To date, nearly 1,000 agreements have been signed, reducing deforestation and helping create a culture of sustainable development.

Here, Abdías Vásquez describes his life in the Alto Mayo and how it has changed since he signed a conservation agreement. Read about other conservation agreements here.

Continue reading

In case you missed it: 3 big stories from our world

The late Stephen Hawking, pictured above, was vocal about climate issues. (© NASA HQ Photo/Flickr Creative Commons)

Editor’s note: News about conservation and the environment is made every day, but some of it can fly under the radar. In a recurring feature, Human Nature shares three stories from the past week that you should know about.

Continue reading

‘My Africa’ field notes: Good fences can make uneasy neighbors

Herders with their cattle in Kruger National Park, South Africa. (© Trond Larsen)

Editor’s note: On April 18, Conservation International will release its new virtual reality film “My Africa” at the Tribeca Film Festival in New York. The film tells the story of a young Samburu woman in Kenya whose community is working to save elephants, reknitting an ancient coexistence between people and wildlife. In anticipation of the launch, Human Nature is highlighting stories about the people, places and wildlife of “My Africa.”

Kruger National Park in South Africa is as far from the northern plains of Kenya as New York is from Utah. And yet the two places share a common challenge: how to conserve wildlife while delivering justice to communities.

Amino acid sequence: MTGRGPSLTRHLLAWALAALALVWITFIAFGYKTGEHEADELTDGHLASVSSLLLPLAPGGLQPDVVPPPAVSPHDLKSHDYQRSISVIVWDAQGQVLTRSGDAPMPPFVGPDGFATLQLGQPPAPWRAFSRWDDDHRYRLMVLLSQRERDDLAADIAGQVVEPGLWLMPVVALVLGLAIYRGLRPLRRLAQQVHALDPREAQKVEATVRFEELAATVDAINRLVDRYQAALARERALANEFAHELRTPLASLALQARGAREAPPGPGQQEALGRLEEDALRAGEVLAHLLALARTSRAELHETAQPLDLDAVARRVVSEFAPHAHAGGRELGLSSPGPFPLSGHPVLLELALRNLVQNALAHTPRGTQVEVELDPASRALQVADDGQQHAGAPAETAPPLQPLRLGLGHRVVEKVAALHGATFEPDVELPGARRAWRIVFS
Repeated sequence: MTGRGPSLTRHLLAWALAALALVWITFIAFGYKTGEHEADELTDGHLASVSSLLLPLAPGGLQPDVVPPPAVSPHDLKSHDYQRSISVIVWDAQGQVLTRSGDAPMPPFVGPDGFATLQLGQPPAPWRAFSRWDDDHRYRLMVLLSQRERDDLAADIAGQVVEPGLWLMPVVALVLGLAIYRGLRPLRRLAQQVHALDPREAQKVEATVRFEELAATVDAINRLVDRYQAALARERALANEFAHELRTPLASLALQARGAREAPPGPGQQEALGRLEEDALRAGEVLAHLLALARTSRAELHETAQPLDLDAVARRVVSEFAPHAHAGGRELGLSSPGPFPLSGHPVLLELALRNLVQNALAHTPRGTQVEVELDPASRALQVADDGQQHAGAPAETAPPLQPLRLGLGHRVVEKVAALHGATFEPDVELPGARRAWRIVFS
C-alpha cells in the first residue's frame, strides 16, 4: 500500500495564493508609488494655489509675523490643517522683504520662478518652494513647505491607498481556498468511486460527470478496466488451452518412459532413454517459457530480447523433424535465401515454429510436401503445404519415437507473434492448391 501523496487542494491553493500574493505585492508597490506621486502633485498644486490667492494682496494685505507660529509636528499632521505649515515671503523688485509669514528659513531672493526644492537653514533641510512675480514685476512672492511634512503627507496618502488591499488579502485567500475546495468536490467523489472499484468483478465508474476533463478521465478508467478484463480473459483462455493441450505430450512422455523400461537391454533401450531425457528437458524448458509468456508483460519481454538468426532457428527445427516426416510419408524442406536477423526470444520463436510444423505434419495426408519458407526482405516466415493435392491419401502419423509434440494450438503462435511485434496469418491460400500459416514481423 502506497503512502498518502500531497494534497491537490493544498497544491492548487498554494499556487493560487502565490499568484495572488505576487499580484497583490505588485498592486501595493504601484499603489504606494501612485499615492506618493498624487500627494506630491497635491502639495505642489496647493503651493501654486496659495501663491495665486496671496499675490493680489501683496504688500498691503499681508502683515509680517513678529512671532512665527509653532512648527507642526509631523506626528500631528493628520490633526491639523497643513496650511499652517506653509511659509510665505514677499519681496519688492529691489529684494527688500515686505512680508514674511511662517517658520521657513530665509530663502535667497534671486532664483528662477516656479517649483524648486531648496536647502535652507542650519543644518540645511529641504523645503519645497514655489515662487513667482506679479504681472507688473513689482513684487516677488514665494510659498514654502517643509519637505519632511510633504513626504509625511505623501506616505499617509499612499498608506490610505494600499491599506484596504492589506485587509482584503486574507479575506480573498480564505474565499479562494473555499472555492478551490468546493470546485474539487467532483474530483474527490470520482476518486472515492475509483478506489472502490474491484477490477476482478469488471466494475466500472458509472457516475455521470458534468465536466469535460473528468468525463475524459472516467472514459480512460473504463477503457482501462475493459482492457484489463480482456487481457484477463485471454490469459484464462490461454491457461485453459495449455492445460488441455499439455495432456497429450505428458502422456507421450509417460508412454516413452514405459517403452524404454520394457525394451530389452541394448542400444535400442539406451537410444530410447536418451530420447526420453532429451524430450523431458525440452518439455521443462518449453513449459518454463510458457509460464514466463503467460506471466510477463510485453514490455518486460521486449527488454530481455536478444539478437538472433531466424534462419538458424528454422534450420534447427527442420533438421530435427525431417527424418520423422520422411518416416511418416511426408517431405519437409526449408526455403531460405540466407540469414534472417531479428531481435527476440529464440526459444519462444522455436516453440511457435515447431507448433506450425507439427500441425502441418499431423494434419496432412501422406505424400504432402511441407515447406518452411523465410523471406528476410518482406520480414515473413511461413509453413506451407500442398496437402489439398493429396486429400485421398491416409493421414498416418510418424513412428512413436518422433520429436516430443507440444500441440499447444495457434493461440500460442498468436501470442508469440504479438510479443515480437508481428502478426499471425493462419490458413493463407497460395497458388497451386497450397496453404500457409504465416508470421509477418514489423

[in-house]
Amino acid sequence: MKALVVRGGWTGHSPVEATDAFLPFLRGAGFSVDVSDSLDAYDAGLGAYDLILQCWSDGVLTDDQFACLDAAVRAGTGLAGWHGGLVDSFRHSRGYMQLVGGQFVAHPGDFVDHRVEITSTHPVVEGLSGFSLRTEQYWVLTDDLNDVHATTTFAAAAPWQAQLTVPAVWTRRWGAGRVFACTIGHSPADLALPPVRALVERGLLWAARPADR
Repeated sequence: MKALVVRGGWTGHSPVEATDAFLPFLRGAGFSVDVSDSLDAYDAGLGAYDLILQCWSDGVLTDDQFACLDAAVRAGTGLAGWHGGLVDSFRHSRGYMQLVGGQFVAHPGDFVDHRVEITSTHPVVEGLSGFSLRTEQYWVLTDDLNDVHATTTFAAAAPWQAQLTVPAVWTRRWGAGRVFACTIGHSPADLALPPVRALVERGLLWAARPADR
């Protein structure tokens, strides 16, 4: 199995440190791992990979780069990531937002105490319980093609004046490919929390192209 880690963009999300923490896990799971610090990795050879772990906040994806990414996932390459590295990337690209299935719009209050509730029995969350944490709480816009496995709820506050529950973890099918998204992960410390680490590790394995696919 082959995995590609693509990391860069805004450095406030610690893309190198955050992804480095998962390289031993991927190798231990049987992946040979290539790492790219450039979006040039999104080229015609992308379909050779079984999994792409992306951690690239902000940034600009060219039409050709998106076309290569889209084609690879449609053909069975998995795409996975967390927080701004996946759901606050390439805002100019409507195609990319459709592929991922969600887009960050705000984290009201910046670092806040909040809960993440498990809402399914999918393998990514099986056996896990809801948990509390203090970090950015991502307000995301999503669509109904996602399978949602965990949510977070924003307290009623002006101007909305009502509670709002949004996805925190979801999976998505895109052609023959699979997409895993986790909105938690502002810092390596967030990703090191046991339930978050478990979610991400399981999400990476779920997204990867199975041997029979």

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3 things you didn’t know trees did for you

Harenna forest in Ethiopia. (© Robin Moore/iLCP)

Without forests, life on Earth as we know it would be unthinkable.

Regular readers of this blog know that forests are home to a wealth of biodiversity, that they provide water for billions of people and regulate the climate for everyone.

But did you know that they can make you smarter? Or that — scientists think — they can drive rainfall?

In honor of International Day of Forests, Human Nature looks into some of the benefits of forests that you might not know about.

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Parched Cape Town’s lesson for cities: Protect nature

An aerial view of Cape Town, South Africa (© grahambedingfield)

Cape Town, South Africa, is running out of water.

After experiencing two of the driest seasons on record in 2015 and 2017, the city announced July 9 as “Day Zero” — the day when taps would be shut off. But, because of water conservation efforts, the city has since announced that “Day Zero” would not occur this year.

Cape Town isn’t alone: Climate change is causing regions to experience droughts and floods more extreme than they’re used to, affecting everything from agriculture to access to drinking water. In honor of World Water Day on March 22, Human Nature talked to Conservation International’s freshwater lead, Robin Abell,  about what cities have to do to protect their water supplies in a changing climate.

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McDonald’s to take a bite out of carbon emissions

A McDonald’s restaurant in Connecticut. (© Mike Mozart/Flickr Creative Commons)

It operates 37,000 restaurants. It serves 69 million people a day. Its supply chains circle the globe.

So when McDonald’s changes the way it does business, it can cause a tectonic shift.

The world’s largest restaurant chain on Tuesday announced it would reduce its greenhouse gas emissions by the equivalent of 150 million metric tons of carbon dioxide by 2030.

It is the first restaurant company to set such a target. Continue reading